Wayland has not voted to permanently ban recreational stores. The town-wide vote is not until spring 2019. Once again, is there a single example of "the rich towns banning marijuana" that anyone can point to? I don't believe it has happened. Not to say it never will but if the citizens of a town hold a valid vote and decide to ban the stores, so be it. There will end up being stores yards from their town lines (Framingham and Natick for example next to Wayland) and they will deal with all of the "negatives" without reaping any of the rewards (i.e. $).
 

HalcyonEra

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Wayland has not voted to permanently ban recreational stores. The town-wide vote is not until spring 2019. Once again, is there a single example of "the rich towns banning marijuana" that anyone can point to? I don't believe it has happened. Not to say it never will but if the citizens of a town hold a valid vote and decide to ban the stores, so be it. There will end up being stores yards from their town lines (Framingham and Natick for example next to Wayland) and they will deal with all of the "negatives" without reaping any of the rewards (i.e. $).
My bad. I guess that explains why the signs are still up :).

There is a thread on the Mass page on city-data.com which tracks it. The forum starter, "wror", seems to be zealot who started one every time a town voted it down, which from what I can see on that site is at least Braintree, East Bridgewater and Whitman. I don't think any of those qualify under your criteria though. Anyway, he used to start a new thread for each town vote, but the mods/readers got sick of it and consolidated them here (there is like 50 pages if you want to read it):

http://www.city-data.com/forum/massachusetts/2907166-individual-votes-cities-towns-whether-allow.html
 

Shepard

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^ Always seemed to me to be a better fit for Copley... not sure if that's where it's moving. Copley is old-luxe and Pru is filling up with made-for-instagram brands. Not sure which is more insufferable.
 

Suffolk 83

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I may have said this before so sorry if I did... my girlfriend and I cut thru copley mall all the time and we play a game to try and find the most hideous piece of clothing in the window. These rich people sure do have some baaaaad taste in things
 

nas0091

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The Gucci store moved to inside Copley place, next to Hugo Boss. Open for a couple of months now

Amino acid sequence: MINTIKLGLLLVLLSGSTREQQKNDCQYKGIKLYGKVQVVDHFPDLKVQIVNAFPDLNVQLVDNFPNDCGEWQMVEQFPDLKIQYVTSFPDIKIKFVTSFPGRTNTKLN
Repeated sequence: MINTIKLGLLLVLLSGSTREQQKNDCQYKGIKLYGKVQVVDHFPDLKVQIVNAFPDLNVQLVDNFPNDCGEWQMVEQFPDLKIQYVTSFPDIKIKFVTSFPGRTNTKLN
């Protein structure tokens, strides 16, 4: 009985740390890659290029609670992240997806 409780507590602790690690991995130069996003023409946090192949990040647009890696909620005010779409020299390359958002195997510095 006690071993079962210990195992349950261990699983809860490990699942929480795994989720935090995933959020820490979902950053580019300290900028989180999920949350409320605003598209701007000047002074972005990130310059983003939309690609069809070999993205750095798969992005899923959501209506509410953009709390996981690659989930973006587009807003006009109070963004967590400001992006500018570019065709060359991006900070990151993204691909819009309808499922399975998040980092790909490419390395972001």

HalcyonEra

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I may have said this before so sorry if I did... my girlfriend and I cut thru copley mall all the time and we play a game to try and find the most hideous piece of clothing in the window. These rich people sure do have some baaaaad taste in things
Some people simply have too much money to spend.

For those that missed this, what Payless Shoes did is priceless:


https://www.cbsnews.com/news/payless-sold-discount-shoes-at-luxury-prices-and-it-worked/

Payless sold discount shoes at luxury prices — and it worked


Last Updated Nov 29, 2018 7:45 PM EST

Payless Shoesource pranked VIP shoppers into paying markups of up to 1,800 percent for the bargain retailer's shoes as part of a viral advertising campaign designed to shift consumers' perceptions of the brand. Creating a fake luxury brand — Palessi — Payless built a temporary store and filled it with fashionistas.

So-called fashion influencers – essentially trendsetters that regular consumers look to for style cues — paid up to $645 for footwear that usually retails for between $19.99 and $39.99, the company said. The fashion insiders were captured remarking on the quality of the shoes' design and fabrication – before being told who had made them.

"It's just stunning. Elegant, sophisticated," one shopper said of a stiletto heel at the fake store's launch party.

"I can tell it was made with high-quality material," said a man perusing a pair of leather sneakers.

Payless enlisted advertising agency DCX Growth Accelerator to create the fake luxury store — replete with a statue and gold mannequins — and invited 60 influencers, recruited from the street and social media, to the made-up brand's launch party last month in Los Angeles, California.

Shoppers were told they'd receive between $100 and $250 in compensation to attend a market research event at an upscale mall in Santa Monica.


DCX Chief Creative Officer Doug Cameron said he played around with the letters in Payless to produce other store name contenders, including Elypass, which he said sounded like "a hipster store you might find in Brooklyn." Ultimately the agency decided to piggyback off the cachet of Italian design.

"We said let's give the campaign a handle, something creative that will be stickier, that an upscale retailer would really do," Cameron said. "I went on Wikipedia and looked up a list of Italian family names and saw Alessi, and added a 'P' to that. We also created a website around Palessi because we figured people would Google it."

Influencers were stunned upon learning the shoes were from Payless.

"Shut up! Are you serious?!" a shopper exclaims in one of three spots that will air on cable networks through the holiday season.

The shoppers got their money back, but were allowed to keep the shoes.

Sarah Couch, Payless's chief marketing officer, said the campaign aimed to remind shoppers that Payless strikes the right balance of stylistic relevance and affordability.

Cameron said the intention was to bring the brand back to its roots of appealing to the pragmatic American consumer. He said Payless had recently gone off track in an era of "aspiration inflation."

"We interviewed all these consumers who said they loved great styles but resented the elite prices that people would pay for industry fashion brands. We had an interesting opportunity to take a cultural position and said, 'Let's have Payless gently make fun of all of that and go back to this pragmatist position in culture.' That seems to have tapped a nerve."

He said the stunt indicates how powerful branding is in today's society. "The right cultural codes can completely transform the perceived value of just about anything," he said.